Lightroom is designed around a database, and all databases are at risk of corruption. Lightroom’s catalog is no exception. There are plenty of preventative measures in place, but these things happen. Backups are absolutely essential. You’d hate to lose all of your changes!
Hopefully you already have a sensible backup facility in place, but unless your backup system keeps different versions of each file, it’s still worth letting Lightroom’s integral backup run too. Why? Because otherwise you could end up accidentally overwriting a good copy of your catalog with a corrupted copy. If you let Lightroom’s backup run too, then you’ll have uncorrupted copies of your catalog too.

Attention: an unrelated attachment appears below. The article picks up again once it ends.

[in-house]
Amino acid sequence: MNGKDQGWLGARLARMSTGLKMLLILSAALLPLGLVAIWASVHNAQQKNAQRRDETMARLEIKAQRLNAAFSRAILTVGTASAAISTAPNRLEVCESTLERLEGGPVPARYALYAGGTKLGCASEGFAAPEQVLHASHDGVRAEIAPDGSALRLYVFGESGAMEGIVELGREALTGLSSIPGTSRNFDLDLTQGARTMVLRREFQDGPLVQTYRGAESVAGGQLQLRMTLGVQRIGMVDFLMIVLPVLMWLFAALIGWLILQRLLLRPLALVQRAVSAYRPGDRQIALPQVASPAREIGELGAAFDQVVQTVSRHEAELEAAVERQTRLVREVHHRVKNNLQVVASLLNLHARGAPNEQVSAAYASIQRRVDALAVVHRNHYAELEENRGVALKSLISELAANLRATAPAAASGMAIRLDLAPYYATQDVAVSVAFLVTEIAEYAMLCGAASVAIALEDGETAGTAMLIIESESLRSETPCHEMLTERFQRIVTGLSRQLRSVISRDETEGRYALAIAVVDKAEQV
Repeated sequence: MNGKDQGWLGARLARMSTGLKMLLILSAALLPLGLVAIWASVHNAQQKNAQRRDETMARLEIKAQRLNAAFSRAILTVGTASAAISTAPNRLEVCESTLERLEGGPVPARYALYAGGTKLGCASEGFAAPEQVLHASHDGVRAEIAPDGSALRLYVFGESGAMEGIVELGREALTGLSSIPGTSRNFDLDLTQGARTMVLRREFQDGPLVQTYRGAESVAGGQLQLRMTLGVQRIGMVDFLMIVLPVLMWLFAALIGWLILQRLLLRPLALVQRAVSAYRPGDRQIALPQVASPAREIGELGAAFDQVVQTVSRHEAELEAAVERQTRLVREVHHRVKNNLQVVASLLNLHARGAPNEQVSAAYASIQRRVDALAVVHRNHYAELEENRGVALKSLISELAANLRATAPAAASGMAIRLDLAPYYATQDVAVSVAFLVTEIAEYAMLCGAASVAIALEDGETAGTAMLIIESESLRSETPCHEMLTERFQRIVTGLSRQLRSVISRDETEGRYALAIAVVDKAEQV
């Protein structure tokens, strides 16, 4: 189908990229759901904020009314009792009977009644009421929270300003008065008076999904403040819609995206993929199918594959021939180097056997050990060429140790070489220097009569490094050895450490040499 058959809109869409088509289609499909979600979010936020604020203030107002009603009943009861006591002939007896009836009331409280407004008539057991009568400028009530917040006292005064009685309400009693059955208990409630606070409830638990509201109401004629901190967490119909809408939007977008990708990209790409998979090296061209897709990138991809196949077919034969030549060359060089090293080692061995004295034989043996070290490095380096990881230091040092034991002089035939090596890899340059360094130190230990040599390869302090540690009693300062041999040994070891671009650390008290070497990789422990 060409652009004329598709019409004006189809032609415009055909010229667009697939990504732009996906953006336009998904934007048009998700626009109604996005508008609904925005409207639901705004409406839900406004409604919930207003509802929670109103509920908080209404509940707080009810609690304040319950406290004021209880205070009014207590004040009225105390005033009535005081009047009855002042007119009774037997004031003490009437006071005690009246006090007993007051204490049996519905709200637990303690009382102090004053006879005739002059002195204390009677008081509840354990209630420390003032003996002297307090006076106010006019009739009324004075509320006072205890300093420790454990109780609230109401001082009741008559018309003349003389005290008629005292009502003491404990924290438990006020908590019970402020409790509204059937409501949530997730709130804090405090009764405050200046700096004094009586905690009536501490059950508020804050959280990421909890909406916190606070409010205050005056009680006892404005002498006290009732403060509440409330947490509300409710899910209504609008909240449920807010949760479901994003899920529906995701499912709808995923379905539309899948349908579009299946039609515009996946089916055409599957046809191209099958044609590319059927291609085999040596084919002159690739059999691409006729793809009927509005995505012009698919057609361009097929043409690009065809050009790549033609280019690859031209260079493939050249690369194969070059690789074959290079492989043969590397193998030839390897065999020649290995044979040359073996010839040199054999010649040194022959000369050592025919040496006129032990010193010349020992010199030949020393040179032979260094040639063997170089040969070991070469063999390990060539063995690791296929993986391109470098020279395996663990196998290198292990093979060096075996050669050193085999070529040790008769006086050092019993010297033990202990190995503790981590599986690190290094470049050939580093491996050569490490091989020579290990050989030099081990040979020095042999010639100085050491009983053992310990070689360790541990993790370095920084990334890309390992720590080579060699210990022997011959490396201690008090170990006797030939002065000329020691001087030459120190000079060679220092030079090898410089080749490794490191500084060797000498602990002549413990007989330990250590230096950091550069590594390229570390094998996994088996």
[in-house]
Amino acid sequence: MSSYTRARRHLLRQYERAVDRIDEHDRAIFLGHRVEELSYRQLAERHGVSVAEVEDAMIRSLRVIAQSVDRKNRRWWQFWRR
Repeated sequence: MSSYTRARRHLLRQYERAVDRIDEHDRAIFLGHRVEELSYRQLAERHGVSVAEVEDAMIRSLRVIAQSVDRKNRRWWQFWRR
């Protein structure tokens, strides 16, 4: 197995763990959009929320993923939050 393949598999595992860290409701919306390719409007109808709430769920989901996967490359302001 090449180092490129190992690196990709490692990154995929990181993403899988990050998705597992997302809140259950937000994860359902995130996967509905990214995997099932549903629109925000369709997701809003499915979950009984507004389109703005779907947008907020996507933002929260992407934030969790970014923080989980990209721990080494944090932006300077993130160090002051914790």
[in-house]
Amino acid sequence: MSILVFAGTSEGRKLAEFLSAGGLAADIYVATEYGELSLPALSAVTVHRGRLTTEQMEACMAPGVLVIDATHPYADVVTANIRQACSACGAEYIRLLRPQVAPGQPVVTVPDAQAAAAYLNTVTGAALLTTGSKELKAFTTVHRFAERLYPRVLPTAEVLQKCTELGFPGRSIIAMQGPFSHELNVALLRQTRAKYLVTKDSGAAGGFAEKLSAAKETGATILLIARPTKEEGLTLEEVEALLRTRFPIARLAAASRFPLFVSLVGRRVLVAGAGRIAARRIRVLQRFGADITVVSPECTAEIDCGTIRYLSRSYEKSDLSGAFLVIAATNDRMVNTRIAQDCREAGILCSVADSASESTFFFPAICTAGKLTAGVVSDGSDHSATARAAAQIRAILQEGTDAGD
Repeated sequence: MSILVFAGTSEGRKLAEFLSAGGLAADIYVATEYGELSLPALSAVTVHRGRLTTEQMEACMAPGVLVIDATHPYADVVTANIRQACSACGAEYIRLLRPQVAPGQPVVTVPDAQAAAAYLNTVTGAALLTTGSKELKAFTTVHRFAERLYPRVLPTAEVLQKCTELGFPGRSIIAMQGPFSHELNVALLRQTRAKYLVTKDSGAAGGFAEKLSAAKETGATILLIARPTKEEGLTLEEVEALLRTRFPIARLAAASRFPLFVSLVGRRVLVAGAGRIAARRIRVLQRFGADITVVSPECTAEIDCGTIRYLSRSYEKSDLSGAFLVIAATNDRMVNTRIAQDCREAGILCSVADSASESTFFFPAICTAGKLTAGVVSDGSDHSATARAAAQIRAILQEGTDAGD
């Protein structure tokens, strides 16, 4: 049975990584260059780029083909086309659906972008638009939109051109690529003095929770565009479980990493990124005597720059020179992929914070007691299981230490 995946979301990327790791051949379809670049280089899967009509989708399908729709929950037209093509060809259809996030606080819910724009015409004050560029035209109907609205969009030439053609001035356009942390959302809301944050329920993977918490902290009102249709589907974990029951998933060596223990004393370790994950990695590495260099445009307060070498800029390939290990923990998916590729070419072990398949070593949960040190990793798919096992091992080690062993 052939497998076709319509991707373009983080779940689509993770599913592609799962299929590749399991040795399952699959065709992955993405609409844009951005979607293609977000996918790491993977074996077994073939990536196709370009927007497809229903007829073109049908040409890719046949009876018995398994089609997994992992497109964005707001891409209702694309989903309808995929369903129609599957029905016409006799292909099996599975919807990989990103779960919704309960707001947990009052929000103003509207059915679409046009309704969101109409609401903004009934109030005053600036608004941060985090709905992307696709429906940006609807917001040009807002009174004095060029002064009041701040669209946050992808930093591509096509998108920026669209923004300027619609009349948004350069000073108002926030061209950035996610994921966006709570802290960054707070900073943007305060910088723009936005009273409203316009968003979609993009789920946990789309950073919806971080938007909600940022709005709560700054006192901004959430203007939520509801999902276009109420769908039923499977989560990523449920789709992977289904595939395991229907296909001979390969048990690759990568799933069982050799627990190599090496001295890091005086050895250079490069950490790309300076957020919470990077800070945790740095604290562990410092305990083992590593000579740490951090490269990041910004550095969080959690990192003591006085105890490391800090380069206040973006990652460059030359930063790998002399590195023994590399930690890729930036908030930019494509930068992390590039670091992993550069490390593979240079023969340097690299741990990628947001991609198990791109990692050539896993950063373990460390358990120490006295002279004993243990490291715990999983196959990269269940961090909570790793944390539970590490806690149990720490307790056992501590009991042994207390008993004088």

Lightroom’s integral backup simply takes a copy of your catalog and places it in dated subfolder. We’ll cover how to change the backup location, and how to restore backups, in future posts.
Don’t forget, Lightroom’s backup does NOT back up the photos. You need to do that yourself. My personal preference is for File Synchronization software – Vice Versa for Windows or Chronosync for Mac are my favorites.